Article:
Why internet access has become a human right – Manila Bulletin

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Anna Mae Lamentillo

Imagine stepping back in time to two years ago in 2020 – when the government imposed lockdowns due to the global pandemic, closing international borders, limiting travel to its own city, disrupted schools and businesses , all other non-essential establishments temporarily closed — but without internet access. It would have been twice the tragedy.

Internet access has enabled the government to disseminate information, whether related to Covid-19 or not, to as many citizens as possible in the shortest possible time. This has allowed companies to make working from home an option and keep savings afloat. This allowed people to communicate with almost anyone even when they were locked up in their homes.

But probably one of the most crucial is that the internet has allowed children to continue learning through virtual school sessions. Without the Internet, our young people would have suffered from at least two years of learning delays. This would have been detrimental to their development, especially for very young children.

In the digital age and in the midst of a pandemic, access to the Internet is almost synonymous with access to education. Because while there are other learning modalities, such as using print modules, virtual classrooms come closest to face-to-face learning because they allow for student-teacher interaction. Moreover, the World Wide Web is a vast library of information, accessible with a single click.

The Commission on Human Rights of the Philippines (CHR) has recognized that “access to the Internet is a human right”, stressing that “better access to the Internet means greater freedom of information, and freedom of information is one of our human rights”.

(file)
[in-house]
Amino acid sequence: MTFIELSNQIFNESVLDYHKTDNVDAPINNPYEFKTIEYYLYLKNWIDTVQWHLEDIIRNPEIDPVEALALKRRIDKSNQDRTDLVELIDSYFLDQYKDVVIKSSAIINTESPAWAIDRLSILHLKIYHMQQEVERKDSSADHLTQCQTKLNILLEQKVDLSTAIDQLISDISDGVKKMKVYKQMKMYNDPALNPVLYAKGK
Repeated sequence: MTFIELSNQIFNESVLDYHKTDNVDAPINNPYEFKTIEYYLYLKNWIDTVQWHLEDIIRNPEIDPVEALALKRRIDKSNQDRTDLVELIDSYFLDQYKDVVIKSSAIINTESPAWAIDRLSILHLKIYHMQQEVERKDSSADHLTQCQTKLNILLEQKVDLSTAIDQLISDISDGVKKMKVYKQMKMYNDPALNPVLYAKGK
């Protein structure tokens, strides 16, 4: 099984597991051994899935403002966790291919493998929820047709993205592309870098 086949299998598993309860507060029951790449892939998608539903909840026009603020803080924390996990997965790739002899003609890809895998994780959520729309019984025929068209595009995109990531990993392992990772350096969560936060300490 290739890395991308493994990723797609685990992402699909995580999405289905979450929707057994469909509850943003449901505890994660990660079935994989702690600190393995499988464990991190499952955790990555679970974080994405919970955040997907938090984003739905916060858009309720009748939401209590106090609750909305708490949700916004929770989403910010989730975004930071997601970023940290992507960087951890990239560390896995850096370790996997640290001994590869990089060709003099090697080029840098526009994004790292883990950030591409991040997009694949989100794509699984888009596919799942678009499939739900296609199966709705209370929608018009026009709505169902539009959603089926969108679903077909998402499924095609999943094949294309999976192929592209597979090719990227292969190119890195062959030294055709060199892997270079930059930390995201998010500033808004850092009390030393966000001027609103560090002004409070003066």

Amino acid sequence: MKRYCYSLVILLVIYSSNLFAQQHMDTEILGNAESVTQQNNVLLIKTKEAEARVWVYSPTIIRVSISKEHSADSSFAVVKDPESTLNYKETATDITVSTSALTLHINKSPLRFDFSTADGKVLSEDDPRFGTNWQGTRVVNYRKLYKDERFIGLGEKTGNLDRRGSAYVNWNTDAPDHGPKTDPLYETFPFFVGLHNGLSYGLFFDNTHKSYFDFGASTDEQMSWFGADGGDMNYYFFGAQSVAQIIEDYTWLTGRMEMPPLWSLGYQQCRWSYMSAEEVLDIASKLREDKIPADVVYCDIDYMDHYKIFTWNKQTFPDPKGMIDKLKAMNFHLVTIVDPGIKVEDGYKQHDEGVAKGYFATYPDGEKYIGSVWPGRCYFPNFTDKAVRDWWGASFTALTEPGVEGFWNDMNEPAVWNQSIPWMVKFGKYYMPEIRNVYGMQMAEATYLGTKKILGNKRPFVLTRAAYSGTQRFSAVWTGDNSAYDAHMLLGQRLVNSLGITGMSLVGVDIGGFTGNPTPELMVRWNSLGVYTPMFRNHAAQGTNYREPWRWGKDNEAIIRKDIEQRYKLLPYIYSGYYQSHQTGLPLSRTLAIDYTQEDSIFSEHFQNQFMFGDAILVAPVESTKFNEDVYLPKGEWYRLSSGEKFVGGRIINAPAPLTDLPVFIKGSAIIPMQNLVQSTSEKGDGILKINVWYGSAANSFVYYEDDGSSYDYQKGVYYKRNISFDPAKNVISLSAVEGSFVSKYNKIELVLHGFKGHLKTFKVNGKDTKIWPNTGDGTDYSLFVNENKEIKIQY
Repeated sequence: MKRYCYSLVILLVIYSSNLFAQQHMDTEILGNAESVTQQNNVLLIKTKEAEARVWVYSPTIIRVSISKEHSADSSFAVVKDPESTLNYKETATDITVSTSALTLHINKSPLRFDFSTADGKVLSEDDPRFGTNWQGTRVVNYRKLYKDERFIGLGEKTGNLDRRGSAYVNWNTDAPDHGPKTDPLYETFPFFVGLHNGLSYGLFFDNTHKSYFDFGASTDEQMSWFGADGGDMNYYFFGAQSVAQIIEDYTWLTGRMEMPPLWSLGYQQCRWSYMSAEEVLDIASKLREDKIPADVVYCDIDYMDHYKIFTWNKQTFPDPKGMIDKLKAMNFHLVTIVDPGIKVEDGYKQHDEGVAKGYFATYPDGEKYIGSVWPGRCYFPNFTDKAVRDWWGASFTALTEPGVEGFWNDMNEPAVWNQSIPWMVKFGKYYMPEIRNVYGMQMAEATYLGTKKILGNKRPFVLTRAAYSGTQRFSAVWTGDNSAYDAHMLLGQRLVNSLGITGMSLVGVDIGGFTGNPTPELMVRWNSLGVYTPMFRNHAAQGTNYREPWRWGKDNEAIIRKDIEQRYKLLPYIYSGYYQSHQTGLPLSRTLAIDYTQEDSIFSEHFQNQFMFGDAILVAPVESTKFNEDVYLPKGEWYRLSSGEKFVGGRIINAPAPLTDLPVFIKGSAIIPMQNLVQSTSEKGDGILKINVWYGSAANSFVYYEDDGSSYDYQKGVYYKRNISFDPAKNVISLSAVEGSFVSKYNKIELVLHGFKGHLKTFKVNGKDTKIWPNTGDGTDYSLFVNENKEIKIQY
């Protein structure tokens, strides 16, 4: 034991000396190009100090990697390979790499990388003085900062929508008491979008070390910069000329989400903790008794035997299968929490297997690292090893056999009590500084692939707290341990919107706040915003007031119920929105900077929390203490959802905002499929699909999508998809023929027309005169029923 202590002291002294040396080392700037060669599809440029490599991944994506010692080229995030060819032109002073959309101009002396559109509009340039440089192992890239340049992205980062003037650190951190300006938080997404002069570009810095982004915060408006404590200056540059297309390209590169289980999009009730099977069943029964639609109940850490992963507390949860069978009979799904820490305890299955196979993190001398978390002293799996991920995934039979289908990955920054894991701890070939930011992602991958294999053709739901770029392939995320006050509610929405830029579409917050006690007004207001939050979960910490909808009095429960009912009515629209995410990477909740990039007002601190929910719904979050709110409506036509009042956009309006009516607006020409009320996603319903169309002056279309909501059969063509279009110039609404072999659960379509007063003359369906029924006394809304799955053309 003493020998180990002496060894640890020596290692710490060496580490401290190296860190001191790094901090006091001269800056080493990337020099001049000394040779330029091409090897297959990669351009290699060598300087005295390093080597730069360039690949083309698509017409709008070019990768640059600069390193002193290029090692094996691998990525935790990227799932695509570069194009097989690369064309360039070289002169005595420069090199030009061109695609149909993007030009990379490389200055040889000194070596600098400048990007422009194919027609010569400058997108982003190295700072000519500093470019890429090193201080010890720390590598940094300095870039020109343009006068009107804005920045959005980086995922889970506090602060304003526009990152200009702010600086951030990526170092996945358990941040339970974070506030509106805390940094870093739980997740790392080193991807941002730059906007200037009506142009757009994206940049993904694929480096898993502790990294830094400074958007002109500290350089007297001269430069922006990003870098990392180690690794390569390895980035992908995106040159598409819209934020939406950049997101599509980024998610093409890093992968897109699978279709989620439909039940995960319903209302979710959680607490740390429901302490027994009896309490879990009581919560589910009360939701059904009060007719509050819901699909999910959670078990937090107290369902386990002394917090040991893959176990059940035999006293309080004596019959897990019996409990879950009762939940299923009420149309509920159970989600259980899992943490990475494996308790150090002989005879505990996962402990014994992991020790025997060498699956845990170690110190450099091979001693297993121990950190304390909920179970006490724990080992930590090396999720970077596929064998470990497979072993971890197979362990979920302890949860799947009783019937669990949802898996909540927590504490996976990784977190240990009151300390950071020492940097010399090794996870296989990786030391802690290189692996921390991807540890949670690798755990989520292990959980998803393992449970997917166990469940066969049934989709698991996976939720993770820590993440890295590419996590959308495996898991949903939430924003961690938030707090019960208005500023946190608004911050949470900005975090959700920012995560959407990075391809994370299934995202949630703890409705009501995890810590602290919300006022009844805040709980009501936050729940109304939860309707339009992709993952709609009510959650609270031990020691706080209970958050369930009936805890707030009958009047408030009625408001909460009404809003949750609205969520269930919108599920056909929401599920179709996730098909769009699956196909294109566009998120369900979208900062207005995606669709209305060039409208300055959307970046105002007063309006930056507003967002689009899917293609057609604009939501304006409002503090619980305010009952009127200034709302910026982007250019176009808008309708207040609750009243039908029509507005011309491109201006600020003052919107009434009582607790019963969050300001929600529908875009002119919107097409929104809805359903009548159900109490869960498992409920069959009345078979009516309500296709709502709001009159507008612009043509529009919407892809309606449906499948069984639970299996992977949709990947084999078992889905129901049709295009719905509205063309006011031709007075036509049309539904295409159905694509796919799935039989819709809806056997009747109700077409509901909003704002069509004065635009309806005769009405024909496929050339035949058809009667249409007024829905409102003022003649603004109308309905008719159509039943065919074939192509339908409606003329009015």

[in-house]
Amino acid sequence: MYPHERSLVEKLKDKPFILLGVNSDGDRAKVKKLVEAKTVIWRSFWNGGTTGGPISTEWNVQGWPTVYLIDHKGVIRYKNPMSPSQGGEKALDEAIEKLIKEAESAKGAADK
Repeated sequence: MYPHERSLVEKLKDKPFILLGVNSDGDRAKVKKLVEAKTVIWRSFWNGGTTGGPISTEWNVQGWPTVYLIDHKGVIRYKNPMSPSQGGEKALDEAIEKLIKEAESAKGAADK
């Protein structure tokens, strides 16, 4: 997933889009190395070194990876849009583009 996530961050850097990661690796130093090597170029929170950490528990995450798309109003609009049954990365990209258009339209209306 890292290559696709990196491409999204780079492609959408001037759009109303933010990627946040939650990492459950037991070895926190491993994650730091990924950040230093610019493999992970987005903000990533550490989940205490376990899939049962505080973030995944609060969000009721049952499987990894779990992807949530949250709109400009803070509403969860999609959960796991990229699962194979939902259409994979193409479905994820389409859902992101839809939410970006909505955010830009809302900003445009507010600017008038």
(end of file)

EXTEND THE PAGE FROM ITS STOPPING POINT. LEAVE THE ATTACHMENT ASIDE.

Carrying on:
In a 2021 policy brief from the Philippine Institute of Development Studies (PIDS), he said that “despite extensive cell phone signal coverage and mobile device ownership, the use of Internet in the country remains weak due to poor and expensive internet connectivity and inadequate digital infrastructure. , especially outside the NCR.

This policy brief has analyzed the digital divide using data from the National ICT Household Survey (NICTHS), which was conducted by the Department of Information and Communications Technology (DICT) and the Philippine Institute for Statistical Research and Training. The survey found that while cellular signal reaches 92% of barangays surveyed (with 3G technology prevalent in rural areas), only 12% have access to free Wi-Fi (of which 70% is provided by the government). Moreover, only 18% of households in the country have an Internet connection. The majority of households without an internet connection cited the high cost and unavailability of internet service in their area as the main barriers to access.

While the DICT has prioritized the rollout of its digital connectivity programs, such as the National Broadband Program (NBP) and the Free Wi-Fi for All program, there is an immediate need to address the inadequate ICT infrastructure. , which has widened the digital divide, to guarantee affordable and stable access to the Internet for all.

Fortunately, the enactment of the amended Public Service Act (PSA), which allows up to 100% foreign ownership of public services in the country, now allows the country to secure new investment and market opportunities.

The signing of the PSA was also the deciding factor for Elon Musk’s Space Exploration Technologies Corp (SpaceX) entry into the local market.

SpaceX’s constellation of Low Earth Orbit (LEO) satellite networks called Starlink can improve internet access in unserved and underserved areas of the country. The company aims to have up to 42,000 satellites to be able to provide low-cost, high-speed Internet access to remote areas of the world. As of mid-2021, Starlink already includes over 1,600 satellites.

SpaceX’s Starlink will augment and complement existing broadband capabilities, enabling faster broadband speed and better connectivity, especially in areas where connectivity has been difficult or impossible.
The Philippines is expected to be the first in Southeast Asia to use Musk’s Starlink. SpaceX aims to deploy three Gateways in the first phase of their launch in the country.

The entry of SpaceX, and possibly other foreign companies, into the Philippines will increase competitive pressure in our markets. The ultimate beneficiaries will be consumers through affordable, better and wider choices of Internet service providers.

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